Jan 10, 2013
Nimittas: Day 10 of Wildmind’s 100 Day Meditation Challenge
Yesterday I wrote about samapattis, which are slightly strange, and often a bit disturbing, experiences that can arise in meditation. They’re often a bit hallucinatory, and it’s not a good idea to pay much attention to them.
Nimittas are another kind of unusual experience we can have in meditation, but they’re more useful. The word “nimitta” literally means a “sign” or a “hint.” These are experiences we can have that let us know we’re making progress in meditation.
Nimittas, like samapattis, come in different forms. They can be visual, or kinesthetic, or even auditory.
In one classic meditation text, the Vimuttimagga, the arising of nimittas is described like this: “the nimitta arises with a pleasant feeling similar to that which is produced in the action of spinning cotton or silk cotton. Also it is likened to the pleasant feeling produced by a breeze.” These are kinesthetic nimittas. They can be auditory, like a subtle sound accompanying the breathing that’s not heard through the ears. Visual nimittas might take the form of a stable image, or just a stable perception of light.
It’s worth paying attention to these nimittas. They are “signs” or “hints” that we’re on the right track. The Vimuttimagga says: “If the yogin develops the nimitta and increases it at the nose-tip, between the eye-brows, on the forehead or establishes it in several places, he feels as if his head were filled with air. Through increasing in this way his whole body is charged with bliss.” He’s talking here about kinesthetic nimittas, but the same applies to the other forms. It’s not that you abandon the perception of the breathing, but that the sensations of the breathing are complemented by the nimitta.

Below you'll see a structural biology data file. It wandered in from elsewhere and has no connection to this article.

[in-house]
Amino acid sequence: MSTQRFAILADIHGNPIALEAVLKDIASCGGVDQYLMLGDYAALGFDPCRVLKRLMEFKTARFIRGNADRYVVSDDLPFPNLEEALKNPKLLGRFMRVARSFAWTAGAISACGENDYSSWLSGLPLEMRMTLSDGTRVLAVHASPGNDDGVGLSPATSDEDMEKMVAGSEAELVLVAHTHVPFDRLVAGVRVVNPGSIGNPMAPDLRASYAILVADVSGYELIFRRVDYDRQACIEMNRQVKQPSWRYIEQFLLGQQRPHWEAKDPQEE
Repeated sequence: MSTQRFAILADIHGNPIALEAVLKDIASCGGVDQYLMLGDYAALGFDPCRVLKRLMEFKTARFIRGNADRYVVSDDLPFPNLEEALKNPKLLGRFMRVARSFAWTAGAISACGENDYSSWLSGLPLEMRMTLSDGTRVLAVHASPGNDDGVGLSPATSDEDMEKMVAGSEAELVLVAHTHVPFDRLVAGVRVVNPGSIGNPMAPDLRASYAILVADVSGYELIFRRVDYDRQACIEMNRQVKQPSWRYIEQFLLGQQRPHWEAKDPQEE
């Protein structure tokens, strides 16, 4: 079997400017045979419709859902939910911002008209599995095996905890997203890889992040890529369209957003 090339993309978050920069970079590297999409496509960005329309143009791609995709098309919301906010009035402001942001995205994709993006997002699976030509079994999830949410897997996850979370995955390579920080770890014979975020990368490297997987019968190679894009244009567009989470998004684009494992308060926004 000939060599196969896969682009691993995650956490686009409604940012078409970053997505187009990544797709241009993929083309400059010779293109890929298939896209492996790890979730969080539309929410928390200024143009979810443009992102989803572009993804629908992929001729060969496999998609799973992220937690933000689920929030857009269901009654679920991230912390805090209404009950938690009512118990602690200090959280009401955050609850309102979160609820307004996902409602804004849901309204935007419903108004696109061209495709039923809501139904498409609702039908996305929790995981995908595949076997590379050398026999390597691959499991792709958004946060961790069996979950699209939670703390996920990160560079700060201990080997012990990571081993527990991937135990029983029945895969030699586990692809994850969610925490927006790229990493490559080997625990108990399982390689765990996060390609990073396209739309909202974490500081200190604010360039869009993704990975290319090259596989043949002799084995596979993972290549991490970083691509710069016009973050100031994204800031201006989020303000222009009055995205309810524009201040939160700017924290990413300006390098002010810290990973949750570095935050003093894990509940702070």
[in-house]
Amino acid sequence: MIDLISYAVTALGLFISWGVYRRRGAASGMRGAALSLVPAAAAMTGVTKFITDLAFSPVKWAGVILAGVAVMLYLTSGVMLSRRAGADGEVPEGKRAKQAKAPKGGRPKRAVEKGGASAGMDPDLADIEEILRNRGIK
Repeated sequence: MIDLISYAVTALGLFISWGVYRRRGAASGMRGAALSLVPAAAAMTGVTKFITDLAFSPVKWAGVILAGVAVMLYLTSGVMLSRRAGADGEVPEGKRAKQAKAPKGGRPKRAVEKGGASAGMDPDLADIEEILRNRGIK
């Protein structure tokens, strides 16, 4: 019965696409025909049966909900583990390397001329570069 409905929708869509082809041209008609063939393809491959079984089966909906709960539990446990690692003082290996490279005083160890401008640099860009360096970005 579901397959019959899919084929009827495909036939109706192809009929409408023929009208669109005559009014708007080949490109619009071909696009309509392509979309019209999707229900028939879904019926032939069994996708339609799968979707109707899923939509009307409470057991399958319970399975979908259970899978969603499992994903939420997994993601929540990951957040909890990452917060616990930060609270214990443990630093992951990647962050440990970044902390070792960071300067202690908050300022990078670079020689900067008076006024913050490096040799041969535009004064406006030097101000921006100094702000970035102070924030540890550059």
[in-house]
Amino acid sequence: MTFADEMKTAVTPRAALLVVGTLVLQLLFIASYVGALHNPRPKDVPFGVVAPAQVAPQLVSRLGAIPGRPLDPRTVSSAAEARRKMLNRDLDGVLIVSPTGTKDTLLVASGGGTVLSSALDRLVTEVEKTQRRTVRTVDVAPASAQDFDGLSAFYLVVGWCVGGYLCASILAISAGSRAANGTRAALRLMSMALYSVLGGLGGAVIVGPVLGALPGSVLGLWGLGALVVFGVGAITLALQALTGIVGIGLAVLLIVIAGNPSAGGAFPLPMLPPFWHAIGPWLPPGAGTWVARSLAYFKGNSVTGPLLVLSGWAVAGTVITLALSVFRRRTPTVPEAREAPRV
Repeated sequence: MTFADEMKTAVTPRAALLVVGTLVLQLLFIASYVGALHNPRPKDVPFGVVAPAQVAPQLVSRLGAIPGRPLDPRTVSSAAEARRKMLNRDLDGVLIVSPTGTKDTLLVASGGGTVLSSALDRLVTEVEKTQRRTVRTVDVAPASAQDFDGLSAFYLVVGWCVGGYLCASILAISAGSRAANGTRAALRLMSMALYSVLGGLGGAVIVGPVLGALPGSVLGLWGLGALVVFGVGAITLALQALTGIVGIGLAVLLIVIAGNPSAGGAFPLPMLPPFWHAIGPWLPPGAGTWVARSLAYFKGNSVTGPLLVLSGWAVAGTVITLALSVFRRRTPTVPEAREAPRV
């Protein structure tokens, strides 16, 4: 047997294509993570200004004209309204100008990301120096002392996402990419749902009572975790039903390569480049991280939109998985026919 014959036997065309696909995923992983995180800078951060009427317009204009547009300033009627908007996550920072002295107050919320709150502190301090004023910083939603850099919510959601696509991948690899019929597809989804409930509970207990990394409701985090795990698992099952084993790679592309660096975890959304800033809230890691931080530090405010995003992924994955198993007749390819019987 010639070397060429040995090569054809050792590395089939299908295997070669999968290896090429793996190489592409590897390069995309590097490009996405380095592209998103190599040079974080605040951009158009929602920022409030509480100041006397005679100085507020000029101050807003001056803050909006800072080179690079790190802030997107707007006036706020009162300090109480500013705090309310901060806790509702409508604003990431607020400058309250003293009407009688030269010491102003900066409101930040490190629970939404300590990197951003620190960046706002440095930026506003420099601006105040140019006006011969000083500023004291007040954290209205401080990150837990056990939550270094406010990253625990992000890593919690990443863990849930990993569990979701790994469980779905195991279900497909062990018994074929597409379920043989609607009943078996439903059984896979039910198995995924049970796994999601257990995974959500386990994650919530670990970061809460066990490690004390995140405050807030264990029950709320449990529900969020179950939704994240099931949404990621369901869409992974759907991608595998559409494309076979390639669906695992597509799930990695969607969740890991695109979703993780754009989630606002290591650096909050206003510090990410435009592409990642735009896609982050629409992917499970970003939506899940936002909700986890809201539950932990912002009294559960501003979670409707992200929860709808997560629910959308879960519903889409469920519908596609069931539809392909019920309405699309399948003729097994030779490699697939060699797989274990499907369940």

I have a theory about nimittas, which is that they can be a form of synesthesia, which is where data from one sense is experienced in terms of another. I suspect a lot of people are potential synesthetes, but they don’t experience synesthesia until the mind is very still and quiet. Presumably the synesthetic sensations are present all the time, but are drowned out by the normal chatter that goes on during normal activity. So we quiet the mind, and find that we experience calmness as light, or the flow of the breathing as a particular “shape” felt in the body. Just a theory.
Anyway, both nimittas and samapattis are experiences that you may have. Hopefully today and yesterday’s posts will help you know what to do if that does happen.